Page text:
Preserving the farm: Group works to conserve area farmland

A winter scene at the Triumpho farm. (Photo submitted)

ST. JOHNSVILLE — As farmlands have become threatened, the Mohawk Hudson Land Conservancy have been making efforts to stem the loss of Capital Region farmland, starting in the Mohawk Valley with a campaign to protect the Triumpho farm in St. Johnsville.

The farm has 540 acres.

According to a press release, since the 1980s, more than 4,000 farms — almost half a million acres of farmland — have been lost to developments.

“The chance to protect 540 acres just south of the Adirondack Park is a rare and important opportunity. We need to protect farmland to ensure the future of food production in our region,” said Mark King, executive director of MHLC. “By placing a conservation easement on this farmland, we can protect future food production and increase connectivity between the open spaces of the Adirondacks and the Conservancy’s other protected areas in Montgomery, Schenectady, and Albany counties, maintaining healthy ecosystems and important wildlife corridors.”

According to a news release, Richard Triumpho’s family has owned and farmed the Triumpho farm for over a century. He has seen neighboring farms sold and split into housing lots. Triumpho approached MHLC in the spring of 2018 regarding the possibility of preserving his land, and they now work together to permanently protect all 540 acres of his land.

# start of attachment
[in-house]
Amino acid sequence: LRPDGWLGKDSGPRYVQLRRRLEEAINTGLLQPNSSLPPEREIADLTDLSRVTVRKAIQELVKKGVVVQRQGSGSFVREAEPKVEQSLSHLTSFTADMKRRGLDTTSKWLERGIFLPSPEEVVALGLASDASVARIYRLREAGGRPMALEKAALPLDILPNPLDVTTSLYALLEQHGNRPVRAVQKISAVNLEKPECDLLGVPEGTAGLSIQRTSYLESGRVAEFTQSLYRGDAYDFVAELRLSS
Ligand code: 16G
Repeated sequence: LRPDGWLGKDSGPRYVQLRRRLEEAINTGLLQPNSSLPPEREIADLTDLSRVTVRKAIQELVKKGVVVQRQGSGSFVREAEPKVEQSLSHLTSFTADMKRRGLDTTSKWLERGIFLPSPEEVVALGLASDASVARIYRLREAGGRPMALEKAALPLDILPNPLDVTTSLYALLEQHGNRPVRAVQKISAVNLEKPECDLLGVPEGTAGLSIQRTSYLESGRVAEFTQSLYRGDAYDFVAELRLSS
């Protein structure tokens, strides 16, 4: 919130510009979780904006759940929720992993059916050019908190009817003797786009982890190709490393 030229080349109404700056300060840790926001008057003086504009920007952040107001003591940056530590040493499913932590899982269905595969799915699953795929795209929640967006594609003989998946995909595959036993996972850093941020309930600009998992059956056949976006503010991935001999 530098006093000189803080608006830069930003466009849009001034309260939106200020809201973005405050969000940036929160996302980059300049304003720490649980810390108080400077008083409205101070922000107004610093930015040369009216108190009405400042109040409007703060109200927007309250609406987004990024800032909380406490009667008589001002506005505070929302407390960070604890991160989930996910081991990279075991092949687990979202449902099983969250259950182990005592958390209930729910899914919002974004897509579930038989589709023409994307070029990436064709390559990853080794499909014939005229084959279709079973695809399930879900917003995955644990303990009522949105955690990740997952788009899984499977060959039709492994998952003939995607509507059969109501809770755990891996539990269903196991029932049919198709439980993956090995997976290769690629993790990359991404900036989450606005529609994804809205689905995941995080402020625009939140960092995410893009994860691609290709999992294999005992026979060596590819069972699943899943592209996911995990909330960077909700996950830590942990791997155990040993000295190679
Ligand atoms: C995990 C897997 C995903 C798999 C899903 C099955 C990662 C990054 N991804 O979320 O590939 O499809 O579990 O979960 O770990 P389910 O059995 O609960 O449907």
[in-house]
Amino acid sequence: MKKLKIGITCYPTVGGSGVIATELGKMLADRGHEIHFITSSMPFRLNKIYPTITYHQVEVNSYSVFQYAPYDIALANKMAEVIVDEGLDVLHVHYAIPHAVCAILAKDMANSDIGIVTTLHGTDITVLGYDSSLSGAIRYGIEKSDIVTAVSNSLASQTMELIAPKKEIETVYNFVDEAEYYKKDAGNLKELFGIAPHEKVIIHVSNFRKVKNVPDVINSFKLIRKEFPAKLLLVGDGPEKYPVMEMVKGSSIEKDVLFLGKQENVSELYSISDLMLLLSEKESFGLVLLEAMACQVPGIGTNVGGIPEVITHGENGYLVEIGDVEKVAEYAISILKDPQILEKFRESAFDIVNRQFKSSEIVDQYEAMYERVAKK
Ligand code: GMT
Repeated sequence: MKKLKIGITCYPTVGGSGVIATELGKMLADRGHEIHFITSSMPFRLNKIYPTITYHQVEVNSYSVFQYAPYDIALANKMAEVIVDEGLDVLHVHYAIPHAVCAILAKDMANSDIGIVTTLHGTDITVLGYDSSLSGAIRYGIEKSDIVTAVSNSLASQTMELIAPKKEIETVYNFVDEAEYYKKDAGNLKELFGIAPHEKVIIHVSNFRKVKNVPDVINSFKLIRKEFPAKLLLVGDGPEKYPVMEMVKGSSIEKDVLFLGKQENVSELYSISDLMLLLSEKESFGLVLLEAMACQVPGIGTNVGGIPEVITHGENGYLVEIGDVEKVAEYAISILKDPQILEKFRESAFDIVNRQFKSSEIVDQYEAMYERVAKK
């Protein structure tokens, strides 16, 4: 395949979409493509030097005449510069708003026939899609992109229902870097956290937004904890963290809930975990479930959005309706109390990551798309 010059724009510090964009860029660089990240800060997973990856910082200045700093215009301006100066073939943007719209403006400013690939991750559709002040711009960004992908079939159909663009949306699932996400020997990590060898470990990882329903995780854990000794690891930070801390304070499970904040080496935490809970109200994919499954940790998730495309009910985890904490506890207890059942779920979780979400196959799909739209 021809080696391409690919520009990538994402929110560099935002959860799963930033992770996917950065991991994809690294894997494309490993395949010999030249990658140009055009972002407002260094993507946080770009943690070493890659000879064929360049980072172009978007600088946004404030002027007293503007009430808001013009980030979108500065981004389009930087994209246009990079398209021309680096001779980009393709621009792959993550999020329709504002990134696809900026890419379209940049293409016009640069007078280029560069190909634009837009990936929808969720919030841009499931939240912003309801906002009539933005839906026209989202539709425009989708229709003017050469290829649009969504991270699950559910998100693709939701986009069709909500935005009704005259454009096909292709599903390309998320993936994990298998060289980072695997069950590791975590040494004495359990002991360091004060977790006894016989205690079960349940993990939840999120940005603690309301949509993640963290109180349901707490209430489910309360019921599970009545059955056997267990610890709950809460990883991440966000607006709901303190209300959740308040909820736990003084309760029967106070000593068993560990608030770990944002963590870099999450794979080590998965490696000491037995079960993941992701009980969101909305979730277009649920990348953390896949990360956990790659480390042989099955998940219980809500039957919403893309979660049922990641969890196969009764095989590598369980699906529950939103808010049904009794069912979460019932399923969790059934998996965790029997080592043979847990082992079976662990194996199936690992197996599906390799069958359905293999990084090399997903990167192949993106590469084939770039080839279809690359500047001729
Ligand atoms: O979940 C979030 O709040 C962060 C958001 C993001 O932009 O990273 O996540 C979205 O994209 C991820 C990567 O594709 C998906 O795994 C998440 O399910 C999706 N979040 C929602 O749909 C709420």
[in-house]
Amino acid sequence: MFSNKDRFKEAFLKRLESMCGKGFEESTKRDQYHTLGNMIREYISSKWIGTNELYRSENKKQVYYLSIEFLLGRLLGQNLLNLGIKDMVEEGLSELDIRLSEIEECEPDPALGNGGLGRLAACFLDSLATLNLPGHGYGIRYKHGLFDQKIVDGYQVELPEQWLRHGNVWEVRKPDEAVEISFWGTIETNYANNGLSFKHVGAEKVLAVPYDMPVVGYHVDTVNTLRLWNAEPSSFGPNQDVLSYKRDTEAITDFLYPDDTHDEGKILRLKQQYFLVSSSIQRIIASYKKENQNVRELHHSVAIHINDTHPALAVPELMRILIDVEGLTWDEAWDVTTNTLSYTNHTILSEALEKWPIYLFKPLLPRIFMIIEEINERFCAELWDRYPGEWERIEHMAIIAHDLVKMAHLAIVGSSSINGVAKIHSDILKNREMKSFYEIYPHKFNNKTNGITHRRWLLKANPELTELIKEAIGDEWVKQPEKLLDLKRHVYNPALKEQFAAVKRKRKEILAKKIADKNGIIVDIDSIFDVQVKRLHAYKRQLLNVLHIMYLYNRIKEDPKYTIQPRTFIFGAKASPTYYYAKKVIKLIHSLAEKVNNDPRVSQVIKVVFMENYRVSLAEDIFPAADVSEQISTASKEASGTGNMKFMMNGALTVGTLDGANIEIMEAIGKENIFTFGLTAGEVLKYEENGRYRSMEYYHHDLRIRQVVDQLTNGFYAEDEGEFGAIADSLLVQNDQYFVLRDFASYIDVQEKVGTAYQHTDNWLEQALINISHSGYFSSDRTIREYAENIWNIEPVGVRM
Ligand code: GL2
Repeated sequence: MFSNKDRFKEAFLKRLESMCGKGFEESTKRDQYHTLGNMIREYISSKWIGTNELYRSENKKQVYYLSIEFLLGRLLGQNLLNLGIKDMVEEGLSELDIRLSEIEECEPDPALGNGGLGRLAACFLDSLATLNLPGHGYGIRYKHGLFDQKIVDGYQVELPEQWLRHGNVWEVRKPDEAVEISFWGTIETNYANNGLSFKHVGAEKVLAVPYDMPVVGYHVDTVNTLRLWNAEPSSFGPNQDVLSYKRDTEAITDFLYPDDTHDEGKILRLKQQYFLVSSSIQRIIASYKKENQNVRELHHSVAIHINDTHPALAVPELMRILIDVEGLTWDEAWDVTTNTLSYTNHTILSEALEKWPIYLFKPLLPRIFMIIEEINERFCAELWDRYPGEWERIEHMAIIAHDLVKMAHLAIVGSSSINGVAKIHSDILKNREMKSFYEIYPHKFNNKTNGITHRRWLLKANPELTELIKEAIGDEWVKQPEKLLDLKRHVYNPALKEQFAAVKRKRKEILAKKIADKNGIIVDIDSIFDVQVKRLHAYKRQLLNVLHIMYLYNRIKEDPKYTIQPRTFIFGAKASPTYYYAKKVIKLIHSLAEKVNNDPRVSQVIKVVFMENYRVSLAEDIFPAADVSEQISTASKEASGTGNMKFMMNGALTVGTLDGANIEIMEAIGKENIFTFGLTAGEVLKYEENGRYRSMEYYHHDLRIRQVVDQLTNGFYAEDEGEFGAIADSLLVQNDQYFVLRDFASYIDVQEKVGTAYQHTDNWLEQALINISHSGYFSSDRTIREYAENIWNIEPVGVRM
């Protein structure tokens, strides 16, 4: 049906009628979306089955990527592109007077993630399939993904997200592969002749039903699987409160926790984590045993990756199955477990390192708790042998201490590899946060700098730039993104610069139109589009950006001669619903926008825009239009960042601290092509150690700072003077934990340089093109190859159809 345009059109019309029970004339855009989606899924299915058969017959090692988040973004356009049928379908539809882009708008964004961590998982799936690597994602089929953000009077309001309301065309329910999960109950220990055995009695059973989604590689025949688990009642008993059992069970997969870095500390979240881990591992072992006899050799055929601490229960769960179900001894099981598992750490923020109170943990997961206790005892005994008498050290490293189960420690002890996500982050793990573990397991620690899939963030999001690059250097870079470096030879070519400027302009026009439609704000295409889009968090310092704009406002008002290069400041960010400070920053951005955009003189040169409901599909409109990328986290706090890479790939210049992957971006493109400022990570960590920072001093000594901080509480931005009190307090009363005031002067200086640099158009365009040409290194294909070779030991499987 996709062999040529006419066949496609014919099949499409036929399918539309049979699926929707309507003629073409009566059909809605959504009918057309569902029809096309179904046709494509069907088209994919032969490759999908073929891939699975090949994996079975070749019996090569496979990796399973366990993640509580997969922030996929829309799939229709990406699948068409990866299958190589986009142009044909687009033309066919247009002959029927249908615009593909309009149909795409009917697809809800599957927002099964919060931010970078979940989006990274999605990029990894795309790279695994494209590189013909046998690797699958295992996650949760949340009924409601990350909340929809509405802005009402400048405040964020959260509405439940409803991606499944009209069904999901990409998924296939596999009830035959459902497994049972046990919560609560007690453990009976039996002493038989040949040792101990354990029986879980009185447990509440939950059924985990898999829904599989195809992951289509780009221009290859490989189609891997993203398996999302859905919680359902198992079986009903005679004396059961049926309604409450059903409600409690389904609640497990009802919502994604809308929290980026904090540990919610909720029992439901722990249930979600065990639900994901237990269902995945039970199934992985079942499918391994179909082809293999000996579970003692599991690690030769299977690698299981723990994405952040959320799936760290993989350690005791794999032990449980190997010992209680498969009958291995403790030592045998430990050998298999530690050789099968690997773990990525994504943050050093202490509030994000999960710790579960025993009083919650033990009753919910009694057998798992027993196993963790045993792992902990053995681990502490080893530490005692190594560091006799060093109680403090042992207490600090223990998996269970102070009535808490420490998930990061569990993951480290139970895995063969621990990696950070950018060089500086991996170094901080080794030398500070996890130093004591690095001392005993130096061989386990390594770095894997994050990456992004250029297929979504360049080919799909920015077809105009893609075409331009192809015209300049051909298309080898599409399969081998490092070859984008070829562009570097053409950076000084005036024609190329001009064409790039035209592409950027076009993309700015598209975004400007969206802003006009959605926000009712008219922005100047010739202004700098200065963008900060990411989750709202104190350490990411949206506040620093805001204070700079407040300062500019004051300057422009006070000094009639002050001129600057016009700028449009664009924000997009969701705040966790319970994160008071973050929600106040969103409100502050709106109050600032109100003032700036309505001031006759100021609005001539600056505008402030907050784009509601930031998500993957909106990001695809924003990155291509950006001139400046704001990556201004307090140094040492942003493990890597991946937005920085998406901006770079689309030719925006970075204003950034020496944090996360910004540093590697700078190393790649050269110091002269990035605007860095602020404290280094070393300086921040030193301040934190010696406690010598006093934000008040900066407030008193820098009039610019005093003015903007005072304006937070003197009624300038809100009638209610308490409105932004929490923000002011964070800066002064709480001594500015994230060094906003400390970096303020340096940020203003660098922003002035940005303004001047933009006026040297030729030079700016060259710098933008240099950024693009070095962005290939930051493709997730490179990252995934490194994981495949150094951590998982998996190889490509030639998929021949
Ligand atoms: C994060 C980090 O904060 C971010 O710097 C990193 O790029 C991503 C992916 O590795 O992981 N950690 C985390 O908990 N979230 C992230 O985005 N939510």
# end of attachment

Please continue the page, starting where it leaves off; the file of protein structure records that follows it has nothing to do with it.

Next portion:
MHLC Conservation Director Sarah Walsh and landowner Richard Triumpho inspect property lines. (Photo submitted)

This is done through a conservation easement, which is a legal agreement that guarantees that the land will remain open for farming in perpetuity. The development is limited to farm use whether the property is sold to a new buyer or continues to stay in the Triumpho family.

The Triumpho farm has had a long history of farming including supporting several important ecosystems. The healthy, nutrient-rich soils of the Triumpho farm have been identified as being of statewide significance and support a diverse ecosystem. The bucolic, rolling hillsides, iconic to the Mohawk Valley, feature hundreds of forested acres that provide wildlife habitat, soil stability and carbon storage.

Within those forests is the Zimmerman Creek which provides waters for trout spawning and serves as a water source for St. Johnsville. MHLC will protect the land by ensuring that the Zimmerman Creek’s banks remain forested, filtering the water and protecting water quality for future generations.

“I want this land to always be devoted to agriculture. I’d like to see a farm family here,” Triumpho said.

The conservation easement and the Mohawk Valley Hudson Land Conservancy have been helpful in making Triumpho’s vision of a farm family become a reality, according to the press release. MHLC is currently raising funds to protect the Triumpho farmland.

Richard Triumpho stands in front of a barn on his farmland. (Photo submitted)

“We have already raised more than half of the funds needed to save this farmland,” King said. “But we still need help. We are asking community members to give what they can by Dec. 31st in order to save this farmland.”

For more information, and to make a donation to the protection of the Triumpho farmland, community members can visit www.mohawkhudson.org/triumpho-farmland.


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